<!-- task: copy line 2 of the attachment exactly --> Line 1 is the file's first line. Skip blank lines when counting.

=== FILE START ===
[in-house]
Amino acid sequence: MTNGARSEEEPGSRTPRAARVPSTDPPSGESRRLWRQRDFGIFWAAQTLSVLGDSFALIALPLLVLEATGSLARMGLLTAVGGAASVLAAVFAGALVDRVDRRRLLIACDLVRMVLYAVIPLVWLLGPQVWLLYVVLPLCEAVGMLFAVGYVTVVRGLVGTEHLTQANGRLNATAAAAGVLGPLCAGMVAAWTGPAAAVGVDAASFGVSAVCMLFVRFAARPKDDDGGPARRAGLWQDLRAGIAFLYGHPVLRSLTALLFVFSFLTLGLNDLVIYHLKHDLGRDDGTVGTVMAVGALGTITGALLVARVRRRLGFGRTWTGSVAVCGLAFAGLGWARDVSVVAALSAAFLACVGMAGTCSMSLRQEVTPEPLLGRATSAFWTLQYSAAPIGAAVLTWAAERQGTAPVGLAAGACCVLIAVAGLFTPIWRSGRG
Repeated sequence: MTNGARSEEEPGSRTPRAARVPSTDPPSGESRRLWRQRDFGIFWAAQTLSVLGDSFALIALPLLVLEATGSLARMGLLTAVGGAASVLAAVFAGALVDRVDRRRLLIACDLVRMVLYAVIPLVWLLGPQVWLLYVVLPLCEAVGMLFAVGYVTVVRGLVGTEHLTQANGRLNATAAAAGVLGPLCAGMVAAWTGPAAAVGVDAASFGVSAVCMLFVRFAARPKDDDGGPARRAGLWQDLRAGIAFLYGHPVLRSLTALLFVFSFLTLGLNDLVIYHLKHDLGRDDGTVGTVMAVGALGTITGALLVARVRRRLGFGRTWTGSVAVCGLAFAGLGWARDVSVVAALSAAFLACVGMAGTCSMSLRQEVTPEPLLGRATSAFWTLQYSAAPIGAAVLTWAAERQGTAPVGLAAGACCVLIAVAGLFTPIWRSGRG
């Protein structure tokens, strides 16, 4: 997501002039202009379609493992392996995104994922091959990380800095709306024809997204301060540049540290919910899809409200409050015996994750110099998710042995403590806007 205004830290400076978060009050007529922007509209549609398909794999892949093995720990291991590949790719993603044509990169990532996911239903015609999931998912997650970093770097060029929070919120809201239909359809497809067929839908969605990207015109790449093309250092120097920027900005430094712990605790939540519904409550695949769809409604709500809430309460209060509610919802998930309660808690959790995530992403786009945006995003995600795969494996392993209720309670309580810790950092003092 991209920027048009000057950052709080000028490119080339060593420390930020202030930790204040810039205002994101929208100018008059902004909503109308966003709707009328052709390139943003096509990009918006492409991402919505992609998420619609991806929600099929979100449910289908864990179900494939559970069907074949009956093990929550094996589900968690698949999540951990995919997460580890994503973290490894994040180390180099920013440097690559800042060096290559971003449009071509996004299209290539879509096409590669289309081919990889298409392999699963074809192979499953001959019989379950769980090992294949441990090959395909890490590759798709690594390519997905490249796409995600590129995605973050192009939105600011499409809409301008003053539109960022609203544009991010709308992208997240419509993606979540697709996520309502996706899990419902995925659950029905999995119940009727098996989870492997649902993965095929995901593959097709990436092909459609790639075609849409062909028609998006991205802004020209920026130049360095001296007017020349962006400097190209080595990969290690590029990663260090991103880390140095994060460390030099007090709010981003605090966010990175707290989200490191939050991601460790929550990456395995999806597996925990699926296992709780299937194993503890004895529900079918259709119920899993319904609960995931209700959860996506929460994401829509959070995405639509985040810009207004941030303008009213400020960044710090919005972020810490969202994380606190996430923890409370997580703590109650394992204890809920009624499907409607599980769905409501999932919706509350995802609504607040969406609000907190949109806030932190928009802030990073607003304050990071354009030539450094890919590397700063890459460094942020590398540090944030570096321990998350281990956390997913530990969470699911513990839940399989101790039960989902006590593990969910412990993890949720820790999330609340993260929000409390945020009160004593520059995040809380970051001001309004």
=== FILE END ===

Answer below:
Amino acid sequence: MTNGARSEEEPGSRTPRAARVPSTDPPSGESRRLWRQRDFGIFWAAQTLSVLGDSFALIALPLLVLEATGSLARMGLLTAVGGAASVLAAVFAGALVDRVDRRRLLIACDLVRMVLYAVIPLVWLLGPQVWLLYVVLPLCEAVGMLFAVGYVTVVRGLVGTEHLTQANGRLNATAAAAGVLGPLCAGMVAAWTGPAAAVGVDAASFGVSAVCMLFVRFAARPKDDDGGPARRAGLWQDLRAGIAFLYGHPVLRSLTALLFVFSFLTLGLNDLVIYHLKHDLGRDDGTVGTVMAVGALGTITGALLVARVRRRLGFGRTWTGSVAVCGLAFAGLGWARDVSVVAALSAAFLACVGMAGTCSMSLRQEVTPEPLLGRATSAFWTLQYSAAPIGAAVLTWAAERQGTAPVGLAAGACCVLIAVAGLFTPIWRSGRG